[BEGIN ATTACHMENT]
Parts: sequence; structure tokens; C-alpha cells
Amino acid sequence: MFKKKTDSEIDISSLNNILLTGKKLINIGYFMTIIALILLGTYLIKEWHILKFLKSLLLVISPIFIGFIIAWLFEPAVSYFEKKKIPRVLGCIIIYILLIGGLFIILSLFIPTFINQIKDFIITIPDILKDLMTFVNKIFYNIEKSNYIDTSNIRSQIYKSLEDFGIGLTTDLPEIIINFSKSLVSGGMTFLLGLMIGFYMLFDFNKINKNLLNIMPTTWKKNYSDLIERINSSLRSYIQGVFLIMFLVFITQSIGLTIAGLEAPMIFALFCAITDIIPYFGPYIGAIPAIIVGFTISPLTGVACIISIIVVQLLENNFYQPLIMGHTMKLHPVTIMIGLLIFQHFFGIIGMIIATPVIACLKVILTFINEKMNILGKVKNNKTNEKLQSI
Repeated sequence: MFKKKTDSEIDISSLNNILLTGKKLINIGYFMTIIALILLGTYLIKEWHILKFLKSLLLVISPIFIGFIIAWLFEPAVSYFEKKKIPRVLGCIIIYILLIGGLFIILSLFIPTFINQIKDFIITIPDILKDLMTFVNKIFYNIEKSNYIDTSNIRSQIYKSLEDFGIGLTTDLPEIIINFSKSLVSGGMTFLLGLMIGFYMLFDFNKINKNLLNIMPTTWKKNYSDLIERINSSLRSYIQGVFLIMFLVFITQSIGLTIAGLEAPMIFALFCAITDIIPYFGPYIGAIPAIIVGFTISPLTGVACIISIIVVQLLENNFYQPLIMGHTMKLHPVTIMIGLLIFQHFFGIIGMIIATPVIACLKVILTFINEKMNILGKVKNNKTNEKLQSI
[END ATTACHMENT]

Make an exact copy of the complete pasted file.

Parts: sequence; structure tokens; C-alpha cells
Amino acid sequence: MFKKKTDSEIDISSLNNILLTGKKLINIGYFMTIIALILLGTYLIKEWHILKFLKSLLLVISPIFIGFIIAWLFEPAVSYFEKKKIPRVLGCIIIYILLIGGLFIILSLFIPTFINQIKDFIITIPDILKDLMTFVNKIFYNIEKSNYIDTSNIRSQIYKSLEDFGIGLTTDLPEIIINFSKSLVSGGMTFLLGLMIGFYMLFDFNKINKNLLNIMPTTWKKNYSDLIERINSSLRSYIQGVFLIMFLVFITQSIGLTIAGLEAPMIFALFCAITDIIPYFGPYIGAIPAIIVGFTISPLTGVACIISIIVVQLLENNFYQPLIMGHTMKLHPVTIMIGLLIFQHFFGIIGMIIATPVIACLKVILTFINEKMNILGKVKNNKTNEKLQSI
Repeated sequence: MFKKKTDSEIDISSLNNILLTGKKLINIGYFMTIIALILLGTYLIKEWHILKFLKSLLLVISPIFIGFIIAWLFEPAVSYFEKKKIPRVLGCIIIYILLIGGLFIILSLFIPTFINQIKDFIITIPDILKDLMTFVNKIFYNIEKSNYIDTSNIRSQIYKSLEDFGIGLTTDLPEIIINFSKSLVSGGMTFLLGLMIGFYMLFDFNKINKNLLNIMPTTWKKNYSDLIERINSSLRSYIQGVFLIMFLVFITQSIGLTIAGLEAPMIFALFCAITDIIPYFGPYIGAIPAIIVGFTISPLTGVACIISIIVVQLLENNFYQPLIMGHTMKLHPVTIMIGLLIFQHFFGIIGMIIATPVIACLKVILTFINEKMNILGKVKNNKTNEKLQSI